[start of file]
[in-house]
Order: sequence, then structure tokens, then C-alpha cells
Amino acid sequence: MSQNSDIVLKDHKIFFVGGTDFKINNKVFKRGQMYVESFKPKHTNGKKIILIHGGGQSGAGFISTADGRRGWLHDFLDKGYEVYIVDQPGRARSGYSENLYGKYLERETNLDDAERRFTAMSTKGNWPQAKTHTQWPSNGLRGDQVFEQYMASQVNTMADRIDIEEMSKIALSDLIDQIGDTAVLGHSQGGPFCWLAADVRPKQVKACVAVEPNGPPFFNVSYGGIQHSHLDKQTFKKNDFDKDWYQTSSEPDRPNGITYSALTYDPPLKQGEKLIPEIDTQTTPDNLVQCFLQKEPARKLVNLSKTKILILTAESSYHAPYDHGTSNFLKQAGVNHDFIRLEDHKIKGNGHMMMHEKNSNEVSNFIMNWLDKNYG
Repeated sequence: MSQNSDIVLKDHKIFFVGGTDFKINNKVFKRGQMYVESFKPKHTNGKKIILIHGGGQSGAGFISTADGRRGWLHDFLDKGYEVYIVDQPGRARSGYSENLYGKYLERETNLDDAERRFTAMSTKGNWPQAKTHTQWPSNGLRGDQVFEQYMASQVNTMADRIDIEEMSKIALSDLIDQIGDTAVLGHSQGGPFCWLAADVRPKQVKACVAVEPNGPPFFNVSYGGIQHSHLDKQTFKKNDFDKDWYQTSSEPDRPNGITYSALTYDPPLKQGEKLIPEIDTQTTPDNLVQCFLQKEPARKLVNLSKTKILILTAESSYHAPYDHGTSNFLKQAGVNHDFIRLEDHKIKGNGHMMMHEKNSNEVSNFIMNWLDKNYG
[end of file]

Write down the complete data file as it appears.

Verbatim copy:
[in-house]
Order: sequence, then structure tokens, then C-alpha cells
Amino acid sequence: MSQNSDIVLKDHKIFFVGGTDFKINNKVFKRGQMYVESFKPKHTNGKKIILIHGGGQSGAGFISTADGRRGWLHDFLDKGYEVYIVDQPGRARSGYSENLYGKYLERETNLDDAERRFTAMSTKGNWPQAKTHTQWPSNGLRGDQVFEQYMASQVNTMADRIDIEEMSKIALSDLIDQIGDTAVLGHSQGGPFCWLAADVRPKQVKACVAVEPNGPPFFNVSYGGIQHSHLDKQTFKKNDFDKDWYQTSSEPDRPNGITYSALTYDPPLKQGEKLIPEIDTQTTPDNLVQCFLQKEPARKLVNLSKTKILILTAESSYHAPYDHGTSNFLKQAGVNHDFIRLEDHKIKGNGHMMMHEKNSNEVSNFIMNWLDKNYG
Repeated sequence: MSQNSDIVLKDHKIFFVGGTDFKINNKVFKRGQMYVESFKPKHTNGKKIILIHGGGQSGAGFISTADGRRGWLHDFLDKGYEVYIVDQPGRARSGYSENLYGKYLERETNLDDAERRFTAMSTKGNWPQAKTHTQWPSNGLRGDQVFEQYMASQVNTMADRIDIEEMSKIALSDLIDQIGDTAVLGHSQGGPFCWLAADVRPKQVKACVAVEPNGPPFFNVSYGGIQHSHLDKQTFKKNDFDKDWYQTSSEPDRPNGITYSALTYDPPLKQGEKLIPEIDTQTTPDNLVQCFLQKEPARKLVNLSKTKILILTAESSYHAPYDHGTSNFLKQAGVNHDFIRLEDHKIKGNGHMMMHEKNSNEVSNFIMNWLDKNYG